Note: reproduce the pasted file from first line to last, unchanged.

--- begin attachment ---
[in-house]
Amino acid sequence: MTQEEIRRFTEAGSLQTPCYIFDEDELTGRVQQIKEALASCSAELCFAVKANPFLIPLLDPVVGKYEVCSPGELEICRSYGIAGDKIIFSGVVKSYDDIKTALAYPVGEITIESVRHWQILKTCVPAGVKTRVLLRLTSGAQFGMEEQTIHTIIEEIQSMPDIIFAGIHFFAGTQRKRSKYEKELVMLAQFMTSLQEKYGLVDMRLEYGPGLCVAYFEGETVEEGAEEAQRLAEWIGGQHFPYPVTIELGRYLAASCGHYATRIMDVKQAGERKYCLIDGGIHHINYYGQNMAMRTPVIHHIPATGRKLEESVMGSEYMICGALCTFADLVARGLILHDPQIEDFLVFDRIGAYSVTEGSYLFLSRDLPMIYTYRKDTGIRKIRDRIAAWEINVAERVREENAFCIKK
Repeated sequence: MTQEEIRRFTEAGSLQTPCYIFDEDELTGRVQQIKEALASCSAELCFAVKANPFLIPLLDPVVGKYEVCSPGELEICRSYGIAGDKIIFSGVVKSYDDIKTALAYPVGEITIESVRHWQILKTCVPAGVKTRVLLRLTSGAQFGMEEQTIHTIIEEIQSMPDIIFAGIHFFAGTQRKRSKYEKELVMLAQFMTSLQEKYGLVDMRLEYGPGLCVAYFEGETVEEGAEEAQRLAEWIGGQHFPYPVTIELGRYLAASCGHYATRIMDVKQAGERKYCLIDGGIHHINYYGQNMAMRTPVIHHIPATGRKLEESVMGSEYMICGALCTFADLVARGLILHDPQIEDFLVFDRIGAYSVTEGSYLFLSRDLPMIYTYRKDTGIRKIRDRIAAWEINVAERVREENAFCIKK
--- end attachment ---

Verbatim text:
[in-house]
Amino acid sequence: MTQEEIRRFTEAGSLQTPCYIFDEDELTGRVQQIKEALASCSAELCFAVKANPFLIPLLDPVVGKYEVCSPGELEICRSYGIAGDKIIFSGVVKSYDDIKTALAYPVGEITIESVRHWQILKTCVPAGVKTRVLLRLTSGAQFGMEEQTIHTIIEEIQSMPDIIFAGIHFFAGTQRKRSKYEKELVMLAQFMTSLQEKYGLVDMRLEYGPGLCVAYFEGETVEEGAEEAQRLAEWIGGQHFPYPVTIELGRYLAASCGHYATRIMDVKQAGERKYCLIDGGIHHINYYGQNMAMRTPVIHHIPATGRKLEESVMGSEYMICGALCTFADLVARGLILHDPQIEDFLVFDRIGAYSVTEGSYLFLSRDLPMIYTYRKDTGIRKIRDRIAAWEINVAERVREENAFCIKK
Repeated sequence: MTQEEIRRFTEAGSLQTPCYIFDEDELTGRVQQIKEALASCSAELCFAVKANPFLIPLLDPVVGKYEVCSPGELEICRSYGIAGDKIIFSGVVKSYDDIKTALAYPVGEITIESVRHWQILKTCVPAGVKTRVLLRLTSGAQFGMEEQTIHTIIEEIQSMPDIIFAGIHFFAGTQRKRSKYEKELVMLAQFMTSLQEKYGLVDMRLEYGPGLCVAYFEGETVEEGAEEAQRLAEWIGGQHFPYPVTIELGRYLAASCGHYATRIMDVKQAGERKYCLIDGGIHHINYYGQNMAMRTPVIHHIPATGRKLEESVMGSEYMICGALCTFADLVARGLILHDPQIEDFLVFDRIGAYSVTEGSYLFLSRDLPMIYTYRKDTGIRKIRDRIAAWEINVAERVREENAFCIKK